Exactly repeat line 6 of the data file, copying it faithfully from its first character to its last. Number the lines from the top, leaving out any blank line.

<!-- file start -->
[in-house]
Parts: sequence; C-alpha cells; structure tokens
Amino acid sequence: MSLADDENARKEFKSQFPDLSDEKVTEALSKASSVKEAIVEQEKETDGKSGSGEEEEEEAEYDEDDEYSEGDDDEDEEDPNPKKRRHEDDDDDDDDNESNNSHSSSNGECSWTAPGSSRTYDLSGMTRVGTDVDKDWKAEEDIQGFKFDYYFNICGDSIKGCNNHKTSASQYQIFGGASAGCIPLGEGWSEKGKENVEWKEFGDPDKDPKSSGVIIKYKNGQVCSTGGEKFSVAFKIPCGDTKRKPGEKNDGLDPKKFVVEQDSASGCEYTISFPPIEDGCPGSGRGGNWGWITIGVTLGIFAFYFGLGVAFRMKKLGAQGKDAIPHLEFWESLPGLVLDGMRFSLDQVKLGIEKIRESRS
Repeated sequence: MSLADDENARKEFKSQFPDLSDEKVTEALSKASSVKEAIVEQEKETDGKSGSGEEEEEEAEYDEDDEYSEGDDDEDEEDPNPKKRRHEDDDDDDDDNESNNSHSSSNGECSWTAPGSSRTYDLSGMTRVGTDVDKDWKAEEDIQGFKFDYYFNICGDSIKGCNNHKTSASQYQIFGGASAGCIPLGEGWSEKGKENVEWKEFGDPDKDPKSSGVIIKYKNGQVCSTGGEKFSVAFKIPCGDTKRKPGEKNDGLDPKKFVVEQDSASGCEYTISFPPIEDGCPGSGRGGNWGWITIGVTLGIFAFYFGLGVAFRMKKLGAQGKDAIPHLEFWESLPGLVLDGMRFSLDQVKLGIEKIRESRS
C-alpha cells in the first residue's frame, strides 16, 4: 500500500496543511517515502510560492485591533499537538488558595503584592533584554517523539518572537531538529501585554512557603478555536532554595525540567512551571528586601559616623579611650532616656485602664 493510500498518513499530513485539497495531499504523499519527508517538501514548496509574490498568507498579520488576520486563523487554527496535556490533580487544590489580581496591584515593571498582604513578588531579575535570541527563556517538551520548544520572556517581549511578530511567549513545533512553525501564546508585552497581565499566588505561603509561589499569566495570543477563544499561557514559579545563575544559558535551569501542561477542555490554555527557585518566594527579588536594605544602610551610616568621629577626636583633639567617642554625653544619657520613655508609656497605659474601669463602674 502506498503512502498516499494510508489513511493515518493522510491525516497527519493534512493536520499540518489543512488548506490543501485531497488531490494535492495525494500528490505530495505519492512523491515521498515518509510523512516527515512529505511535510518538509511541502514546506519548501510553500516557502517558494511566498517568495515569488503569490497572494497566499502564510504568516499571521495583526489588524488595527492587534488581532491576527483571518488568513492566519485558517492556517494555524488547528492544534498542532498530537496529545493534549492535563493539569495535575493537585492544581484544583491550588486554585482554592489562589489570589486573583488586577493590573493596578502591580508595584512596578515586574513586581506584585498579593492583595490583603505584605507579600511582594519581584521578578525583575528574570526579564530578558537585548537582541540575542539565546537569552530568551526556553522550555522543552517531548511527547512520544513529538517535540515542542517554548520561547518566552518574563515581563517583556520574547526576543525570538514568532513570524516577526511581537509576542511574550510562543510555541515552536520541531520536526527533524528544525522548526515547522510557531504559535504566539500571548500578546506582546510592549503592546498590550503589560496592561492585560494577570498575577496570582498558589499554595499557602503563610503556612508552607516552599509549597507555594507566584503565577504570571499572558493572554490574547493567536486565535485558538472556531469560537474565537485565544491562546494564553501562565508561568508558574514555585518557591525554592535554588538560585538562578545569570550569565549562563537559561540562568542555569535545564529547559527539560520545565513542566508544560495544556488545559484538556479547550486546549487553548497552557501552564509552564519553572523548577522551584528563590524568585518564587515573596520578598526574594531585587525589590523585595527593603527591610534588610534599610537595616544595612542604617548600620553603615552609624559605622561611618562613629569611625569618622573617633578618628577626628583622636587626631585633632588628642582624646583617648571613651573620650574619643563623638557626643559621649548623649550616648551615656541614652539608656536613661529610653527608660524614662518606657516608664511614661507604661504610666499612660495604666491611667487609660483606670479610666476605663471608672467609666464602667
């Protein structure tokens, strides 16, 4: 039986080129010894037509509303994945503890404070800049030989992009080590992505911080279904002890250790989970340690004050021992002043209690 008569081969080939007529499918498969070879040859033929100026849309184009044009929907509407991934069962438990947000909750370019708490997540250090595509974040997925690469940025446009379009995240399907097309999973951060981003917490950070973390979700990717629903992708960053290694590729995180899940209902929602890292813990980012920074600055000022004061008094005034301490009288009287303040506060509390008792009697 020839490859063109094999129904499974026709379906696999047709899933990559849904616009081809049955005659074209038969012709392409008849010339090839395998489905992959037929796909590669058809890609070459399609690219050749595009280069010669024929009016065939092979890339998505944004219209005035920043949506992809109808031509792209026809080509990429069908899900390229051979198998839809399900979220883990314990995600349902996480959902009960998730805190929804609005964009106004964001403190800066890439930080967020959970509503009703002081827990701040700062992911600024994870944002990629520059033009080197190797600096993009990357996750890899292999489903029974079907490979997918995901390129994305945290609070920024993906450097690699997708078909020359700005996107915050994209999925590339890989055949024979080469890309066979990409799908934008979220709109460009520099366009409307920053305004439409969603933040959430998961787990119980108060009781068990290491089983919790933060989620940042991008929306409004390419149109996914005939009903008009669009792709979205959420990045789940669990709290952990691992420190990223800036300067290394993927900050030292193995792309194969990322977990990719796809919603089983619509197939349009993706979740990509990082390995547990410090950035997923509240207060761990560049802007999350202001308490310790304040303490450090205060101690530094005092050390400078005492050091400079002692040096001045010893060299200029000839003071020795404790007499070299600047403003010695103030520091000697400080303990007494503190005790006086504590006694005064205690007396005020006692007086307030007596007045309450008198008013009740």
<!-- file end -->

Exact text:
């Protein structure tokens, strides 16, 4: 039986080129010894037509509303994945503890404070800049030989992009080590992505911080279904002890250790989970340690004050021992002043209690 008569081969080939007529499918498969070879040859033929100026849309184009044009929907509407991934069962438990947000909750370019708490997540250090595509974040997925690469940025446009379009995240399907097309999973951060981003917490950070973390979700990717629903992708960053290694590729995180899940209902929602890292813990980012920074600055000022004061008094005034301490009288009287303040506060509390008792009697 020839490859063109094999129904499974026709379906696999047709899933990559849904616009081809049955005659074209038969012709392409008849010339090839395998489905992959037929796909590669058809890609070459399609690219050749595009280069010669024929009016065939092979890339998505944004219209005035920043949506992809109808031509792209026809080509990429069908899900390229051979198998839809399900979220883990314990995600349902996480959902009960998730805190929804609005964009106004964001403190800066890439930080967020959970509503009703002081827990701040700062992911600024994870944002990629520059033009080197190797600096993009990357996750890899292999489903029974079907490979997918995901390129994305945290609070920024993906450097690699997708078909020359700005996107915050994209999925590339890989055949024979080469890309066979990409799908934008979220709109460009520099366009409307920053305004439409969603933040959430998961787990119980108060009781068990290491089983919790933060989620940042991008929306409004390419149109996914005939009903008009669009792709979205959420990045789940669990709290952990691992420190990223800036300067290394993927900050030292193995792309194969990322977990990719796809919603089983619509197939349009993706979740990509990082390995547990410090950035997923509240207060761990560049802007999350202001308490310790304040303490450090205060101690530094005092050390400078005492050091400079002692040096001045010893060299200029000839003071020795404790007499070299600047403003010695103030520091000697400080303990007494503190005790006086504590006694005064205690007396005020006692007086307030007596007045309450008198008013009740």